Intensive glycaemic therapy for type 1 diabetes cuts risk of death
Data reinforce the appropriateness of intensive therapy for those with type 1 diabetes.
Source: BSIP SA / Alamy
Intensive glycaemic therapy for patients recently diagnosed with type 1 diabetes resulted in a decreased rate of long-term mortality compared with patients given conventional therapy, according to research published on 6 January 2014 in JAMA.
Researchers tracked the mortality and specific causes of death of 1,441 patients with type 1 diabetes mellitus for an average of 27 years until the end of 2012. The patients were originally recruited to the Diabetics Control and Complications Trial (DCCT), which took place between 1983 and 1993.
The DCCT divided patients into two groups – one received intensive therapy for an average of 6.5 years with the aim of achieving blood sugar control close to non-diabetic levels. The second group received conventional therapy aimed at avoiding hypoglycaemia.
Among 1,429 DCCT participants there were 107 deaths, of which 64 (8.8%) were in the conventional therapy group and 43 (6%) were in the intensive therapy group (hazard ratio 0.67; 95% confidence interval 0.46-0.99; P=0.045).
Primary causes of death were cardiovascular disease (22.4%); cancer (19.6%); and acute diabetes complications (17.8%). Accidents and suicide accounted for 16.8% of deaths. Higher levels of glycated haemoglobin (HbA1c) were associated with all-cause mortality as well as the development of albuminuria – a condition in which protein albumin is present in the urine.
“These results reinforce the appropriateness of intensive therapy for those with type 1 diabetes,” says lead researcher Trevor Orchard, from the University of Pittsburgh.
Orchard adds that the findings “should impact on clinical practice by encouraging intensive therapy in those who are not currently practicing or fully adopting intensive therapy for fear of hypoglycaemic related mortality”.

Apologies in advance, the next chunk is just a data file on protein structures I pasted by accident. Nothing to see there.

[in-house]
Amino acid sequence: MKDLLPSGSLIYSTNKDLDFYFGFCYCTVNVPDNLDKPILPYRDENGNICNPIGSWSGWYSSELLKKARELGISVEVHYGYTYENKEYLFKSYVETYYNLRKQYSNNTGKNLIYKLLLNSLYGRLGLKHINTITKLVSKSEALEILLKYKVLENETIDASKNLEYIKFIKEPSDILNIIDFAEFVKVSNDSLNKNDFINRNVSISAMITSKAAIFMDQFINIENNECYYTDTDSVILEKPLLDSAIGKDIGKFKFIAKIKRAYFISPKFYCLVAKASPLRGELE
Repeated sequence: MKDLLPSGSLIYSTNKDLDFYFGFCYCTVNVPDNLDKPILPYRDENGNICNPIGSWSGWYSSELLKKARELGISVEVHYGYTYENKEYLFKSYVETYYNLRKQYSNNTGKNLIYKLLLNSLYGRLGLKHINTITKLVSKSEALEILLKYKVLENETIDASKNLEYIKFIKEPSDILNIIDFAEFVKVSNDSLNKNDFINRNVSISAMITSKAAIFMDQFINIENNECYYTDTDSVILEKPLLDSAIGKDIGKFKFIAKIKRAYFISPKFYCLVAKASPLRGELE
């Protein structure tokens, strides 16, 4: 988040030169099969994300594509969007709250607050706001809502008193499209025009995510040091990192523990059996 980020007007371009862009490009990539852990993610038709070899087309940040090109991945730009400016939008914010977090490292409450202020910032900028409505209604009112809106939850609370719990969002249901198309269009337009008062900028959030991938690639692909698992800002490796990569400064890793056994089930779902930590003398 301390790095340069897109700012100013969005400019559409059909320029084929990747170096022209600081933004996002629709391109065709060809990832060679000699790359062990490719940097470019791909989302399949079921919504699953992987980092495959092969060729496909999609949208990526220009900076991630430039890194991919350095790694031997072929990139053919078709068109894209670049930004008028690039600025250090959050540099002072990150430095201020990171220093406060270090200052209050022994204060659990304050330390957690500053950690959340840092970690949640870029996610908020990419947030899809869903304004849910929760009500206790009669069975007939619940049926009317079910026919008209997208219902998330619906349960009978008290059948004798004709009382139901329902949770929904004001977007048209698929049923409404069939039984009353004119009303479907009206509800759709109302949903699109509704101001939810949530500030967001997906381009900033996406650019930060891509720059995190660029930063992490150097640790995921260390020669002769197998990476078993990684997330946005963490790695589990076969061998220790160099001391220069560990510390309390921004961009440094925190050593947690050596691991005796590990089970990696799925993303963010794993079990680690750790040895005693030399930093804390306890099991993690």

The aim of the DCCT was to better understand the effects of near normal blood sugars on long-term complications from type 1 diabetes.
The research also revealed that the rate of mortality was higher among patients with a history of hypoglycaemia; hypoglycaemia also occurred more frequently in the intensive group. Mortality was associated with higher mean HbA1c levels over the full follow-up period.
“It is remarkable that the two groups only differed for a quarter of the follow-up time in terms of glucose control, yet there was a significant difference in 27 year mortality,” says Orchard.
The researchers say that the results “support the emerging concept that most of the excess mortality in type 1 diabetes is mediated by the development of albuminuria”.
They also point out that the rise in mean HbA1c levels demonstrate that maintaining intensive therapy is difficult for many patients.
Victoria Ruszala, specialist pharmacist for diabetes at North Bristol NHS trust, says the research confirms existing UK good practice that intensive therapy should be the first-line treatment for people with type 1 diabetes. “If you develop good blood sugar control you are less likely to develop complications and the earlier this happens it will pay dividends in 10, 15 or 20 years’ time,” she says.
“It may mean that the treatment of patients with type 1 diabetes becomes much more aggressive at a younger age, which is why I think we are already seeing more children with insulin pumps.”
Patients with type 1 diabetes are likely to be treated in secondary care or specialist centres. “From a pharmacist perspective, promoting good glucose control and life style advice to your patients is the best that you can offer.”
Citation: The Pharmaceutical Journal DOI: 10.1211/PJ.2015.20067516
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